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Take a drone tour of Chernobyl's creepy-beautiful decay

A filmmaker took to 30-year-old disaster site Pripyat, Chernobyl equipped with a camera, a drone and a GoPro.

Screenshot by Michelle Starr/CNET

Nearly 30 years ago, in April 1986, the Chernobyl Nuclear Power Plant in Ukraine exploded. The resultant fallout significantly contaminated over 100,000 square kilometres of land, which will be uninhabitable by humans for at least 20,000 years. Included in this area is Pripyat at ground zero, just a few kilometres from the power plant, and home to a population of nearly 50,000 before the disaster -- thankfully evacuated prior.

It is now considered safe to visit, because the relatively short-lived isotopes released during the disaster have since decayed -- although it is not safe for long stays -- and documentation and permission is required to do so.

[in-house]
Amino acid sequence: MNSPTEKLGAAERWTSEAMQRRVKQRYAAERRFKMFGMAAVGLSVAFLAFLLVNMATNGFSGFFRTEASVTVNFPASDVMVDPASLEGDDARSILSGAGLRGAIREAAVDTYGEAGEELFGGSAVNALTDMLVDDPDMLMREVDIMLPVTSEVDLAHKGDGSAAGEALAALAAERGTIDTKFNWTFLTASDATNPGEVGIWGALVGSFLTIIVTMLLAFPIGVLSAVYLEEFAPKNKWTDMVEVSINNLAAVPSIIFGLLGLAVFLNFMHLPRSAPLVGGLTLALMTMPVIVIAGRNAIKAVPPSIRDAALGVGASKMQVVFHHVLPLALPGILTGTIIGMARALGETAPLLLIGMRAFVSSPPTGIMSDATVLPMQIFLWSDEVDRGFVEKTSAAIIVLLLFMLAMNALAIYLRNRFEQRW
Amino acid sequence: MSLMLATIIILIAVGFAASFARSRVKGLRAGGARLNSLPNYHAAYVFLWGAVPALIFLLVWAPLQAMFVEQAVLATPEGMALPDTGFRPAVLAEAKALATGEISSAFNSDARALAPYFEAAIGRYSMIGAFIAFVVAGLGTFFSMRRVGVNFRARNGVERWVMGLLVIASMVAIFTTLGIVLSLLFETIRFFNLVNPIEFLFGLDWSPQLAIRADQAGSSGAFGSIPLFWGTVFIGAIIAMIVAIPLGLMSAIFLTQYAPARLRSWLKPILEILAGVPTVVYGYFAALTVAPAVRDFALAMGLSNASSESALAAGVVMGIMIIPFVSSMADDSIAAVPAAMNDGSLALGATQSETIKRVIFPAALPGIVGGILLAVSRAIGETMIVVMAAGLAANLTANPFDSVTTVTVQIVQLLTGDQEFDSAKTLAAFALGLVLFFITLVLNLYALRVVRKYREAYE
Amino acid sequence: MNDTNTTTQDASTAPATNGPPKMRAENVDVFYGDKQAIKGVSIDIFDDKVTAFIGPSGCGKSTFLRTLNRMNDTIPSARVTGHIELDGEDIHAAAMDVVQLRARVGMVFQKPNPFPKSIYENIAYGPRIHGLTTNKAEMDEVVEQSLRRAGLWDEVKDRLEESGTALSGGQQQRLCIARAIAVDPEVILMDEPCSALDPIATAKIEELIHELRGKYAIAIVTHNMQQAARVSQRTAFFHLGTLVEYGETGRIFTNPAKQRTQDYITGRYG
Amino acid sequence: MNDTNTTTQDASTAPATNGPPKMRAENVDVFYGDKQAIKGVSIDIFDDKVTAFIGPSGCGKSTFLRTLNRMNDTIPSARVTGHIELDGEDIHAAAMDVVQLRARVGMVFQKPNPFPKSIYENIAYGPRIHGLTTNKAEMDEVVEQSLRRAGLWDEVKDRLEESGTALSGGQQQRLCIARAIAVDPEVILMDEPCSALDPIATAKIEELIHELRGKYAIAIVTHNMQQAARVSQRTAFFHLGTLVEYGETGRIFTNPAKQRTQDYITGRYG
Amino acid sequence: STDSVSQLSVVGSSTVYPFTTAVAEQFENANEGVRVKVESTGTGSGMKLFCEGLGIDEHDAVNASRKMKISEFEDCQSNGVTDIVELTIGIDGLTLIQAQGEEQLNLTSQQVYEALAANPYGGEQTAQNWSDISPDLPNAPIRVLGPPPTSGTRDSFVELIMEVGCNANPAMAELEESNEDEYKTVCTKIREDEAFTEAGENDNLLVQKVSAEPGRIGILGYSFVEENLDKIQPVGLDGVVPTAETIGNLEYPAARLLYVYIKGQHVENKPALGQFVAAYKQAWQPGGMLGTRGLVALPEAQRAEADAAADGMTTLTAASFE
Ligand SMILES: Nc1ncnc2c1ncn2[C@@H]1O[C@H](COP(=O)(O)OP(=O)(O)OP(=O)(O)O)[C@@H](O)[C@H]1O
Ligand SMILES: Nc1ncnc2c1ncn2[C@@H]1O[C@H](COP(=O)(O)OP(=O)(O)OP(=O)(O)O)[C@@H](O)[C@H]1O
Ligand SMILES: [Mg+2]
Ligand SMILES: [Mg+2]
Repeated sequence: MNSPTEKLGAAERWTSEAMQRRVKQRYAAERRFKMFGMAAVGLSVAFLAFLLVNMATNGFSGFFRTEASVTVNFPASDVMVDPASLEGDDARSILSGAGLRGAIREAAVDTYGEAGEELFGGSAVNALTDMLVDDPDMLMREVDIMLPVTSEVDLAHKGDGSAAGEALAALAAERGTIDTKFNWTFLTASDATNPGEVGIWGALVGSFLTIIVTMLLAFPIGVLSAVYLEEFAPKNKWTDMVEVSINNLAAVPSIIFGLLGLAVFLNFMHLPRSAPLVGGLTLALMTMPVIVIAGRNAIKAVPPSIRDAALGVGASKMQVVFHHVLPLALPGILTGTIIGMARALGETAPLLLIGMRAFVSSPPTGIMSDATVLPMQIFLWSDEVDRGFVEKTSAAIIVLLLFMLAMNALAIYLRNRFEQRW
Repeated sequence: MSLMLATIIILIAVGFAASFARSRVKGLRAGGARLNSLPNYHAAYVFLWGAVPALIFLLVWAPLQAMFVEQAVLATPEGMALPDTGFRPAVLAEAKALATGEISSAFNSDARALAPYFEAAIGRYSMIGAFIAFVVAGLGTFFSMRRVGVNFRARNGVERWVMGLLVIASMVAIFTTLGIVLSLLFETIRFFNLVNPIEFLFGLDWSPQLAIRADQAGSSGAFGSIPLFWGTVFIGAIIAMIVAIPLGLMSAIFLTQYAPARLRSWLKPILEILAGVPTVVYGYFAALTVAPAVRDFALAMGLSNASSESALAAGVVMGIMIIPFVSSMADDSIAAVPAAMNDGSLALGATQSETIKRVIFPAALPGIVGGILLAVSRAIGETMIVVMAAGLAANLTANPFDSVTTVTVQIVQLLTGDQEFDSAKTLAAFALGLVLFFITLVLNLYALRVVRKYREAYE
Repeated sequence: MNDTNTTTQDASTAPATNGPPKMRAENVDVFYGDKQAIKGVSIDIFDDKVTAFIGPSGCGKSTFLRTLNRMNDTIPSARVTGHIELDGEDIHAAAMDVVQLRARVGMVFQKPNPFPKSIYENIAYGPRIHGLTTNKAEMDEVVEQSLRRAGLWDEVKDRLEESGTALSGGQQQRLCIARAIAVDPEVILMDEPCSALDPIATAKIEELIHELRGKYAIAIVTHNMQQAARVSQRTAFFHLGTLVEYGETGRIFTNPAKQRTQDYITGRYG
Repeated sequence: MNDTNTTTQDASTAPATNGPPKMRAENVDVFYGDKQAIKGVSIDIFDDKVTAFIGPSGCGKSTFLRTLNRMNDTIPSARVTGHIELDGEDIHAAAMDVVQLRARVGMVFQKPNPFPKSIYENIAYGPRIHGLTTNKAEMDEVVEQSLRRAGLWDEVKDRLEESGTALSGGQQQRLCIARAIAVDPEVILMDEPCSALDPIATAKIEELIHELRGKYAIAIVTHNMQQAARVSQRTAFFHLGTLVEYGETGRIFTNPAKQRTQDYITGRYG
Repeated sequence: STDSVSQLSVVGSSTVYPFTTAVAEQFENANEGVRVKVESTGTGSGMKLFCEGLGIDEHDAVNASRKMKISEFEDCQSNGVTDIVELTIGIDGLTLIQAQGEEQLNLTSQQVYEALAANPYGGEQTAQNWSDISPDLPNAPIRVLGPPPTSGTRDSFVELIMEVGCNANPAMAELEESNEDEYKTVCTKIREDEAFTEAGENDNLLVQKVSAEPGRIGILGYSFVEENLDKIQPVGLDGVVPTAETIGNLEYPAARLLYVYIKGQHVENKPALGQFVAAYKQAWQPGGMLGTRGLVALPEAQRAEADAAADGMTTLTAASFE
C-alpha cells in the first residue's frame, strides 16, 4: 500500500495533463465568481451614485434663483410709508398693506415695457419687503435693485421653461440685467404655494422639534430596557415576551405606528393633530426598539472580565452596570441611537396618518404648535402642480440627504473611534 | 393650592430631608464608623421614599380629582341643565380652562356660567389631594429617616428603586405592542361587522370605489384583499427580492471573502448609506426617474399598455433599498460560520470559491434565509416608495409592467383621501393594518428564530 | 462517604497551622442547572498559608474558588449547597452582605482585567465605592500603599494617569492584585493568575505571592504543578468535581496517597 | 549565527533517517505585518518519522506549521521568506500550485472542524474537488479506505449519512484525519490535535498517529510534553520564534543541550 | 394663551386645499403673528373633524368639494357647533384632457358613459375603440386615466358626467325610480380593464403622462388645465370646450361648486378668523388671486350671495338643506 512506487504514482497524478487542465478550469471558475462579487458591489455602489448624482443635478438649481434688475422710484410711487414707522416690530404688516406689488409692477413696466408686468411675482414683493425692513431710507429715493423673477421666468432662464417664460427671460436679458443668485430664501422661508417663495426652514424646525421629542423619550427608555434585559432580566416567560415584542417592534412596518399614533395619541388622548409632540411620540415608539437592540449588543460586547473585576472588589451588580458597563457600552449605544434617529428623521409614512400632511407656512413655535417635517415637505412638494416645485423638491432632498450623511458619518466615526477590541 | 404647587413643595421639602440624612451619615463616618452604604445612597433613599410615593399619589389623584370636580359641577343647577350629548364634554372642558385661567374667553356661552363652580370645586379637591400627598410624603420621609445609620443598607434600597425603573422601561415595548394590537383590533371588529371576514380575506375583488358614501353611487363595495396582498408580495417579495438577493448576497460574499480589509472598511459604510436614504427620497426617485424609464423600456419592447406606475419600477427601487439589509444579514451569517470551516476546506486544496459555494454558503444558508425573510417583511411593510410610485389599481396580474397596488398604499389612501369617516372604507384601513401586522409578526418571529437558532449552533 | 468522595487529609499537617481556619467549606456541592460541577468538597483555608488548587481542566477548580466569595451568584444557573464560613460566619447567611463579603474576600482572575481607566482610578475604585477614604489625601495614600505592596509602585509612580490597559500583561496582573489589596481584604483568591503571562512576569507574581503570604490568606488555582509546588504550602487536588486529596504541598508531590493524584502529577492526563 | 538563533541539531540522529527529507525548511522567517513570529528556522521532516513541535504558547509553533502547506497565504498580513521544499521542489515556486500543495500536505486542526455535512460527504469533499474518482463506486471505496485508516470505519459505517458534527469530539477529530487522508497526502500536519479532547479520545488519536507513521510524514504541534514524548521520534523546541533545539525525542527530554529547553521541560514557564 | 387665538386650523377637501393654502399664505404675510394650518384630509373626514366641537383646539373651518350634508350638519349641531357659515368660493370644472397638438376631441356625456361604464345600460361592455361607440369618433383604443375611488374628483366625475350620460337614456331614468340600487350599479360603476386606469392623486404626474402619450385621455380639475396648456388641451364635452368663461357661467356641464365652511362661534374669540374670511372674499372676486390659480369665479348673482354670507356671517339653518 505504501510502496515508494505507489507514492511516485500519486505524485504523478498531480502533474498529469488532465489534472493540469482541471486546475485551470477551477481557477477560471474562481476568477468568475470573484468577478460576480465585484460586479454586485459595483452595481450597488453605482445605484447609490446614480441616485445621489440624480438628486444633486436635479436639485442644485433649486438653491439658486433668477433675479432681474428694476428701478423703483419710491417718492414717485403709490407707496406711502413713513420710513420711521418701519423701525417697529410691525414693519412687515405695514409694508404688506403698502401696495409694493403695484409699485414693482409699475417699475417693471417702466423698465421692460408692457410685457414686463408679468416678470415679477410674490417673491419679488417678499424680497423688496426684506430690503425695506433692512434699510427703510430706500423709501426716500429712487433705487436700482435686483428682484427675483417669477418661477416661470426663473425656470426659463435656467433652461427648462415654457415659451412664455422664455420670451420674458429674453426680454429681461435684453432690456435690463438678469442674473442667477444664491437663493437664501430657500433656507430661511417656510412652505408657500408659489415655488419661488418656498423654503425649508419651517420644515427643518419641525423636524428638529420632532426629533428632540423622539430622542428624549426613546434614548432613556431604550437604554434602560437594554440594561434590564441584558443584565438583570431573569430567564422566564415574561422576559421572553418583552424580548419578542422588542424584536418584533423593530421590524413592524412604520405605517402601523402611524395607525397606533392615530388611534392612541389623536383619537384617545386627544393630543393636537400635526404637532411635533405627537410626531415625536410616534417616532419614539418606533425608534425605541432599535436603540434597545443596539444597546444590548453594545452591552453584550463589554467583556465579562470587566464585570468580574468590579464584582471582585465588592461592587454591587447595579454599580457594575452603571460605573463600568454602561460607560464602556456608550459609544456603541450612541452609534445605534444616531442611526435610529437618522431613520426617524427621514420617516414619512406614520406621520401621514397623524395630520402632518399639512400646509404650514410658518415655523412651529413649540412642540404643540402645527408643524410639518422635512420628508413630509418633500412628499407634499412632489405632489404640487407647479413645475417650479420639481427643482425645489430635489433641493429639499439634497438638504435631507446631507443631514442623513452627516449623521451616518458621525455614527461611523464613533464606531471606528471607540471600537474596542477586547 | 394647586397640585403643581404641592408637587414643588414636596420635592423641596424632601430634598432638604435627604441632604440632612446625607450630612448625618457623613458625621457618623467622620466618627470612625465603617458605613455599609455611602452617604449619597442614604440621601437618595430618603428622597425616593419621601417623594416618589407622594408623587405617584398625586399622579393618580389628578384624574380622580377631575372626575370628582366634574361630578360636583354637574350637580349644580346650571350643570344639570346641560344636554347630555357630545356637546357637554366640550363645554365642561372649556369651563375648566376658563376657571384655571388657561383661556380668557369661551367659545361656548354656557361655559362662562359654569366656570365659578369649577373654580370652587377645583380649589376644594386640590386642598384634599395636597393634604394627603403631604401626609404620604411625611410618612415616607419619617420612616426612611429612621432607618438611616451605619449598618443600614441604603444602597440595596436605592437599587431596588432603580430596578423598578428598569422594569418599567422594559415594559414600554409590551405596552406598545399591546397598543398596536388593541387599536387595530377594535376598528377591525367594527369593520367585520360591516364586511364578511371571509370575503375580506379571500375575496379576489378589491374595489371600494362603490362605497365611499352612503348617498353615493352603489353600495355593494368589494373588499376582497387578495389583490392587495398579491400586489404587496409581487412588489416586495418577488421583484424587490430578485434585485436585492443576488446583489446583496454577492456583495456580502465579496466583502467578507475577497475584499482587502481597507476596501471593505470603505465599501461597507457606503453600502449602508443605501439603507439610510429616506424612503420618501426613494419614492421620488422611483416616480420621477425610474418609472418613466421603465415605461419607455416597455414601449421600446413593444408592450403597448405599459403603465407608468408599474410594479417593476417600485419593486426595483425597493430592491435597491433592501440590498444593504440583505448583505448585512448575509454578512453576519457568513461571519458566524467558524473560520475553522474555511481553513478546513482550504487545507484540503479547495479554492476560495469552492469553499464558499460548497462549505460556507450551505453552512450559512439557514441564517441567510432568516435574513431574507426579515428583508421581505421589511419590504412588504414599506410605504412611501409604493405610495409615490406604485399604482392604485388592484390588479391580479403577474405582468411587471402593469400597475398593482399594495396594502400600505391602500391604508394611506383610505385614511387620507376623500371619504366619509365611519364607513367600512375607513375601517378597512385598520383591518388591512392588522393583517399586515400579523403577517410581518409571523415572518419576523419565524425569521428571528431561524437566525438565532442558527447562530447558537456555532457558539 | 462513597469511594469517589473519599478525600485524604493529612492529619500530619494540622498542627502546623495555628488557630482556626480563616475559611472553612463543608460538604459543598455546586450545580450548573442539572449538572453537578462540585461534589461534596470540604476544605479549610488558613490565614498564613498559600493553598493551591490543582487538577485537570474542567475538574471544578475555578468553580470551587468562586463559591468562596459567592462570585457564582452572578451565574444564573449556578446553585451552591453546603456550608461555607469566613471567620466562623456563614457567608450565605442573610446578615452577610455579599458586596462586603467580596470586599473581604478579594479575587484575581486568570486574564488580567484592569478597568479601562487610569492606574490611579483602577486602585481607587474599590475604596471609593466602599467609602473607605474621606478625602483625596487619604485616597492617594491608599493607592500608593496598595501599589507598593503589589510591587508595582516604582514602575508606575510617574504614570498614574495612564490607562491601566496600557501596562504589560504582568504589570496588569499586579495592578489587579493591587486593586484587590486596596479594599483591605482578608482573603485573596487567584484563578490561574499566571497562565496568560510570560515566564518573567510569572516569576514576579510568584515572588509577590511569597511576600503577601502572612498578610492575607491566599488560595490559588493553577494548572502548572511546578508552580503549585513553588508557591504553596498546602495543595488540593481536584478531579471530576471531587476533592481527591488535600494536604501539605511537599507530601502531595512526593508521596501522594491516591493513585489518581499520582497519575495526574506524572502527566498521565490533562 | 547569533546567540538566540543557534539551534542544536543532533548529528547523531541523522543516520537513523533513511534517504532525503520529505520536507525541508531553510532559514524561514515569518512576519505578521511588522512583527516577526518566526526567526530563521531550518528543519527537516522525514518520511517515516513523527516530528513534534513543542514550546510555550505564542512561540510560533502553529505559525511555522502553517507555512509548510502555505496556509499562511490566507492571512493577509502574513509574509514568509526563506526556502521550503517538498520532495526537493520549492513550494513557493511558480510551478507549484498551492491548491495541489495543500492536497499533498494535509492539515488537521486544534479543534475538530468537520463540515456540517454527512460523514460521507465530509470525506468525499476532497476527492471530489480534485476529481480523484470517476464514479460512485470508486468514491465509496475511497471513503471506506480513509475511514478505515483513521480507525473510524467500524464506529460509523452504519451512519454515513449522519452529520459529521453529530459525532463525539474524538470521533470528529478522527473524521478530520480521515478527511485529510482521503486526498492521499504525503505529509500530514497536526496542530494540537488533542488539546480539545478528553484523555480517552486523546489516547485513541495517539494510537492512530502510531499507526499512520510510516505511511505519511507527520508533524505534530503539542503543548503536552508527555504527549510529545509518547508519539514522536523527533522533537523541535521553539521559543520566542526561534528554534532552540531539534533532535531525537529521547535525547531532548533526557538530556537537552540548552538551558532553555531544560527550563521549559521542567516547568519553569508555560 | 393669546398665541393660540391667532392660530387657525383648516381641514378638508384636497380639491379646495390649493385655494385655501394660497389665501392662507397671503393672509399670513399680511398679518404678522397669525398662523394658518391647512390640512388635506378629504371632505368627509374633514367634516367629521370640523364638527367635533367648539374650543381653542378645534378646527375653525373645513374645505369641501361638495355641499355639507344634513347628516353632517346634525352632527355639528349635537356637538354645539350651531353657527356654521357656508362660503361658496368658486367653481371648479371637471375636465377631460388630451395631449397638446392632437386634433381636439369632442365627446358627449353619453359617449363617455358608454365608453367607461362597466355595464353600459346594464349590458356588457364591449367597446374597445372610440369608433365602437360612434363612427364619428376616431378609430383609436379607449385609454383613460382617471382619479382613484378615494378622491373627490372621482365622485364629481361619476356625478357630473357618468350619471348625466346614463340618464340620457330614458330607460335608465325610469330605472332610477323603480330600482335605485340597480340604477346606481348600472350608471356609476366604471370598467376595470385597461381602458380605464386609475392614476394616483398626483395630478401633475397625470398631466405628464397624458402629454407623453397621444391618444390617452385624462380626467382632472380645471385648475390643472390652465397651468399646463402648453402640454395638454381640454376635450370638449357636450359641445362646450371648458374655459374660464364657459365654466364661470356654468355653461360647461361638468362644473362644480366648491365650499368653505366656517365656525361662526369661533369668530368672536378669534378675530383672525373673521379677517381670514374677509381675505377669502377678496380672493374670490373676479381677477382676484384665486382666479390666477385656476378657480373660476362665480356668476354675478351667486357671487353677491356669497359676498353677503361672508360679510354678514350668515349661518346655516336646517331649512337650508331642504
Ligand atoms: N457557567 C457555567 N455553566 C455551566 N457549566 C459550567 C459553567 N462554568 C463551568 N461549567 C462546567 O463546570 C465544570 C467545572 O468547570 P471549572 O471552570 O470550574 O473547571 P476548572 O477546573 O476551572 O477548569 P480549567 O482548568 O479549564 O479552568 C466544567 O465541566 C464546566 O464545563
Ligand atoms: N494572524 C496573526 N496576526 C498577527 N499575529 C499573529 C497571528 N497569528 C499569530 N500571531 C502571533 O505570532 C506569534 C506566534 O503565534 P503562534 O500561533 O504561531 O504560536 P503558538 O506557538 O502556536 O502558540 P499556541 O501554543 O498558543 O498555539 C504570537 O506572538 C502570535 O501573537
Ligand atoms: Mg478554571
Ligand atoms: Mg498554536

Filmmaker Danny Cooke recently made just such a visit as part of a team working on an episode of 60 Minutes for CBS News -- and equipped with a Geiger counter, a DJI Phantom 2 quadcopter, a Canon 7D camera and a GoPro3+, managed to shoot some stunning footage of the abandoned city, slowly being taken over by the elements.

"Chernobyl is one of the most interesting and dangerous places I've been. The nuclear disaster, which happened in 1986 (the year after I was born), had and effect on so many people, including my family when we lived in Italy. I can't imagine how terrifying it would have been for the hundreds of thousands of locals who evacuated," Cooke wrote.

"During my stay, I met so many amazing people, one of which was my guide Yevgein, also known as a 'Stalker'. We spent the week together exploring Chernobyl and the nearby abandoned city of Prypiat. There was something serene, yet highly disturbing about this place. Time has stood still and there are memories of past happenings floating around us."

You can watch the eerie, beautiful, heartbreaking Postcards from Pripyat, Chernobyl below.